Breast Cancer Afflicting Younger Asian Women

By Tan Ee Lyn
HONG KONG Sept 28, 2007 (Reuters) – Breast cancer is becoming more prevalent in Asia and affecting younger women than those in the U.S. and Europe, a cancer specialist in Hong Kong said.

“We are seeing younger women with breast cancer throughout the whole region. It’s the same in China, Taiwan, Hong Kong, (South) Korea and Singapore,” said Louis Chow, executive director of the Hong Kong-based Organization for Oncology and Translational Research (OOTR).

“Compared to (victims in the) U.S. and Europe, we’re seeing re-menopausal women in Asia, whereas in developed countries we are seeing post-menopausal women, in their mid-50s. In Asia, we see those in their 40s and we are not even surprised to see those in their 30s,” he said in an interview.

Breast cancer is the most common cause of cancer in women. In the United States, it affects one in eight women and is the second most common cause of cancer deaths in women after lung cancer. Eight percent of breast cancer cases occur in women over 50 in the United States. Breast cancer is rare for men.

While the median age of women stricken with the disease in Hong Kong is 52, it is increasingly seen in younger women.
Between 1993-1997, 88 cancer cases were seen in the 40-49 age group per every 100,000 of the population, up nearly 63 percent compared to 54 cases in the years 1978-1982.

But cancer cased in the 50-59 age group grew more slowly. Between 1993-1997, there were 98.5 cases per every 100,000 of the population, up just 31 percent compared to 75 cases in 1978-82. Cases in the 30-39 age group grew 43 percent over the same period.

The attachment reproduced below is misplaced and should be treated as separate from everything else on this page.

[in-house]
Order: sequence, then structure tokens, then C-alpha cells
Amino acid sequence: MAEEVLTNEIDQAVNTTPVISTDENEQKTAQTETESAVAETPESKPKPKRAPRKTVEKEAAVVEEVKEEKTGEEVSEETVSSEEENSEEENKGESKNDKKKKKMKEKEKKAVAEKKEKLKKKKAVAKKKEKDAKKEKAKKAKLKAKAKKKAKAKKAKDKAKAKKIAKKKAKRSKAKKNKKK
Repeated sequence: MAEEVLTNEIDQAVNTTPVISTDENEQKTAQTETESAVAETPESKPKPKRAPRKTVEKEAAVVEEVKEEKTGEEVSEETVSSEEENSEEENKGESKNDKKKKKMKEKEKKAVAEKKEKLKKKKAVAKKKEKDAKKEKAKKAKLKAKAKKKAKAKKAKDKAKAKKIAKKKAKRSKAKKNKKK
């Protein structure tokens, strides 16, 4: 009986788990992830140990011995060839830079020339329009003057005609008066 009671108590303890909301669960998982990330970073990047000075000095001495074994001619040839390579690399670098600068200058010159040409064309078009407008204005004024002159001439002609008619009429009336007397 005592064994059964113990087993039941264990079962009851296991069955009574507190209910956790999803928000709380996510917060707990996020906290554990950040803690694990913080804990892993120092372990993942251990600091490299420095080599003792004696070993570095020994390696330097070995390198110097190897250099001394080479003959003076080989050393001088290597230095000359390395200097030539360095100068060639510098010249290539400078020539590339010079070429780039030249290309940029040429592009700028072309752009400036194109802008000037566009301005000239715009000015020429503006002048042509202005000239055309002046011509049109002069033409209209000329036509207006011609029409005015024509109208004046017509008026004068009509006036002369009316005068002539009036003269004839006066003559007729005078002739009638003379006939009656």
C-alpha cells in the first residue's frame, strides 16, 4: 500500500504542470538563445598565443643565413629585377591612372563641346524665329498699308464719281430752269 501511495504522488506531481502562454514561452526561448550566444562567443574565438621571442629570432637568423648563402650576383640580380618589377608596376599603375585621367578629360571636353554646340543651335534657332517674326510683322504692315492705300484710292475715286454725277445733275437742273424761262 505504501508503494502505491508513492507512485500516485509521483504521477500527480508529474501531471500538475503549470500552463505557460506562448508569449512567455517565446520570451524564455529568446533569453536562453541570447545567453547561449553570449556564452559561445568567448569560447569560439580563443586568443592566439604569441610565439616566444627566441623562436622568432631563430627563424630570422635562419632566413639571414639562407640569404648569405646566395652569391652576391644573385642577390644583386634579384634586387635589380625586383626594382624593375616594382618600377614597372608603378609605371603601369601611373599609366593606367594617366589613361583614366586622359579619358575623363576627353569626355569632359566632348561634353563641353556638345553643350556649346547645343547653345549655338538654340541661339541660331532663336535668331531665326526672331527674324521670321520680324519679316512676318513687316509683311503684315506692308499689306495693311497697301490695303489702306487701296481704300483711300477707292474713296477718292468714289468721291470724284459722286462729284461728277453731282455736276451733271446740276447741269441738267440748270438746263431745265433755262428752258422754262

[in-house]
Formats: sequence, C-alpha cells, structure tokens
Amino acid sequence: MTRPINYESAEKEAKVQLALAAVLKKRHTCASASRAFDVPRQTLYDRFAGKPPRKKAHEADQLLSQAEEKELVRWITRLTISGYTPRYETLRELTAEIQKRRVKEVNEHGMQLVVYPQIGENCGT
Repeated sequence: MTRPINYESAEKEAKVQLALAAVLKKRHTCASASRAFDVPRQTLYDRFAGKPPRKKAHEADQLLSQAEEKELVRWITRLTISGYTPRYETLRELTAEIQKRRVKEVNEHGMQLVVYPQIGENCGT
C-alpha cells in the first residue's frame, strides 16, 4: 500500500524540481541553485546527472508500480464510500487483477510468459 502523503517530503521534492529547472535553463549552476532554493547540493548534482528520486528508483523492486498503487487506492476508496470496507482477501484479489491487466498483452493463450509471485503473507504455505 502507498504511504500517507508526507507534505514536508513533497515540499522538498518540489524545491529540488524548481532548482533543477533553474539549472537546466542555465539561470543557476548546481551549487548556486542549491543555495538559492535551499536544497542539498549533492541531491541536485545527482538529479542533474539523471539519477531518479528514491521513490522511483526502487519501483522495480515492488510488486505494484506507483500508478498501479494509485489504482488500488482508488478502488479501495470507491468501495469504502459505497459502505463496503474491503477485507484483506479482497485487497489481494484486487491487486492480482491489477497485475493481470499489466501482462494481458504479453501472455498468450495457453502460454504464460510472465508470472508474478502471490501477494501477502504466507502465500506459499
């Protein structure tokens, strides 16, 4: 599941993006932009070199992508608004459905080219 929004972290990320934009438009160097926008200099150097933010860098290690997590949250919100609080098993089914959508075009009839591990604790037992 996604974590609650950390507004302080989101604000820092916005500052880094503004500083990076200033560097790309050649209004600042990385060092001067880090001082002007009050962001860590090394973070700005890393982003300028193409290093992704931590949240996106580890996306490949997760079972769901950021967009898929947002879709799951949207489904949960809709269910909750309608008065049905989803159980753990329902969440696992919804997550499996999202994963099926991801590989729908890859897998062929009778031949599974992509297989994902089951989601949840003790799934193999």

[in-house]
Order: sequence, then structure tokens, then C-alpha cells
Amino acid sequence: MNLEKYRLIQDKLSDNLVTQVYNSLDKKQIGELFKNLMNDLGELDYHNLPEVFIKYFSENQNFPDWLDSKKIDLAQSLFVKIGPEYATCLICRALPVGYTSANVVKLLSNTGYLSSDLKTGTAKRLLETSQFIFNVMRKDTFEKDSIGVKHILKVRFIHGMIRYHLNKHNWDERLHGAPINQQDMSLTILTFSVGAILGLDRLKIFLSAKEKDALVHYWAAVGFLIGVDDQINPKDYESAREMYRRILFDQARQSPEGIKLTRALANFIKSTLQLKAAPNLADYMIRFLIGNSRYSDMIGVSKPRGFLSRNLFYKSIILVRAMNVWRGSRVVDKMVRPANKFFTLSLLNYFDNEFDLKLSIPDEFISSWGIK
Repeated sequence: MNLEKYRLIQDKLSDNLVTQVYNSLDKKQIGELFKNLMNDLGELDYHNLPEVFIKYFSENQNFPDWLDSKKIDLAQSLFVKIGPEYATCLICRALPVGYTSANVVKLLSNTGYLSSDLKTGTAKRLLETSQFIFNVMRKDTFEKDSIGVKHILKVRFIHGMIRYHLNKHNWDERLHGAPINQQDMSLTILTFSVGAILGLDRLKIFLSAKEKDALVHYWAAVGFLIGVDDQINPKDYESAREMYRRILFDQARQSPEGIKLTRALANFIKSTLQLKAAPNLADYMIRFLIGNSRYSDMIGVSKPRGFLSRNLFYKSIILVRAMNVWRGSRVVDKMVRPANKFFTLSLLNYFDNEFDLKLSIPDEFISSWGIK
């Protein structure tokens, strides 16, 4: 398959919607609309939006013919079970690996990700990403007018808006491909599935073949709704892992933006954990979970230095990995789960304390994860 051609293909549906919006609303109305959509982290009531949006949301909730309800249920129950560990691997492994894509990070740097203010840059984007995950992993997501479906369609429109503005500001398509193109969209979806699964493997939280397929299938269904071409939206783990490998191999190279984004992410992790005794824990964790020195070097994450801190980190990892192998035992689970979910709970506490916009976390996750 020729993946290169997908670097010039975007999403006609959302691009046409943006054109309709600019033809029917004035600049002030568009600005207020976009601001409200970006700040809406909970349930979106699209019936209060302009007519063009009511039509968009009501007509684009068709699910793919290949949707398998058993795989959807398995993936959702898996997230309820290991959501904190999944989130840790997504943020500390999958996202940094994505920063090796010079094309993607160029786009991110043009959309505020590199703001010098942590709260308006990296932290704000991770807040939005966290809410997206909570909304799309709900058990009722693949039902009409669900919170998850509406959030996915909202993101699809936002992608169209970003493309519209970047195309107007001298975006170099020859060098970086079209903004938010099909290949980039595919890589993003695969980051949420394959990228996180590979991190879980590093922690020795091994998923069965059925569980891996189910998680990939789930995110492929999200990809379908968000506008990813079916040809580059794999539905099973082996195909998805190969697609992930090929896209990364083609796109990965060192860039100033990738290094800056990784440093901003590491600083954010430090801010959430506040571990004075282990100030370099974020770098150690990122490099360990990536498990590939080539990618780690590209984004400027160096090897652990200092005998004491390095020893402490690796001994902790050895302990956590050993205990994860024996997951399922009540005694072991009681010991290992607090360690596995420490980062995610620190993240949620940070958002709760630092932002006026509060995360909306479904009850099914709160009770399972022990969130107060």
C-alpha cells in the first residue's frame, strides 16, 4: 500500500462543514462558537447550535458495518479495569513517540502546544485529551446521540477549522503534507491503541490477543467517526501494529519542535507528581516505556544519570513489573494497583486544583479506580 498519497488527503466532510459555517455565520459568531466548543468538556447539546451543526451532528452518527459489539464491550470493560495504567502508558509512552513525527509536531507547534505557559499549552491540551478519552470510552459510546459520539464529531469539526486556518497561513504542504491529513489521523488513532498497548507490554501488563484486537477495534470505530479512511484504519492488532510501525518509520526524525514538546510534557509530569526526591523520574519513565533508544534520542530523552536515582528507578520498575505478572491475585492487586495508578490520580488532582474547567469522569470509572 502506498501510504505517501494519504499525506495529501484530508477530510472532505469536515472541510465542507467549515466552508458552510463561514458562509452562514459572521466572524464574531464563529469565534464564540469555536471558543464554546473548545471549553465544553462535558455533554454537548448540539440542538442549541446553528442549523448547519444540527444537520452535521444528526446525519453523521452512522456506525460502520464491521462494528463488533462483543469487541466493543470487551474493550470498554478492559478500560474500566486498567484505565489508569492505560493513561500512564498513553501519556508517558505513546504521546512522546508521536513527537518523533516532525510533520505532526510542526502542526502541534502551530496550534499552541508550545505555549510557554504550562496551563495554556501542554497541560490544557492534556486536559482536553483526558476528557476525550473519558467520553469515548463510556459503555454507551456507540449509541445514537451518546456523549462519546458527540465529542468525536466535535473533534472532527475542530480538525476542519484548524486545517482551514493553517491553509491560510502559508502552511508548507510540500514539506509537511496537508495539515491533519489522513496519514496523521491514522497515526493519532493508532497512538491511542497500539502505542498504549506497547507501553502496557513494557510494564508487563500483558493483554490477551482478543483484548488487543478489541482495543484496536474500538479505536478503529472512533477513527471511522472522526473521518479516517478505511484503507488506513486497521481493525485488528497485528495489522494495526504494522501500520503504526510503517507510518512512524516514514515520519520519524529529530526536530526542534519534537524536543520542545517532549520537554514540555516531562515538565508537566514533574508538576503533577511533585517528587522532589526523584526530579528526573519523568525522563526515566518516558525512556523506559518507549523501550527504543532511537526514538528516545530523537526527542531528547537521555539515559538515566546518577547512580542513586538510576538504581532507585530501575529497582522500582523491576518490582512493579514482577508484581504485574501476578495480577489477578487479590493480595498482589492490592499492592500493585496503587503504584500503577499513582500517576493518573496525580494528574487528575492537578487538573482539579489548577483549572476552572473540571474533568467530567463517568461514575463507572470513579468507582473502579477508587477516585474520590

But while breast cancer has been extensively studied in the West, experts have little idea as to the risk factors in Asia.

“In the West, the risk factors are a very strong family history, uterine and ovarian cancers. These may also apply here, but we can’t just use them,” said surgeon Chow.

“We can’t borrow the model from the West and put it here. We have a different genetic makeup. We have different clinical presentations especially in terms of age, we can’t just borrow.”

In a survey carried out in March with 1,000 women in Hong Kong over the age of 18, 70 percent of participants did not have annual mammograms, or screening for early breast cancer.

While 80 percent of those with primary education were aware that annual screening was necessary for women over 40, only 63 percent of those with tertiary education were aware of that.

“ Those with more education ignore the facts of breast cancer, they are very deficient in knowledge, maybe they have no time,” said Chow, who urged governments in Asia to put more resources into screening to reduce mortality rates.

Approximately 240,510 new cases of breast cancer are expected to be diagnosed in the U.S. in 2007 and 40,460 women will die from it. In Hong Kong, where the population stands at nearly 7 million, 2,273 new cases were diagnosed in 2004 and 454 women died from it.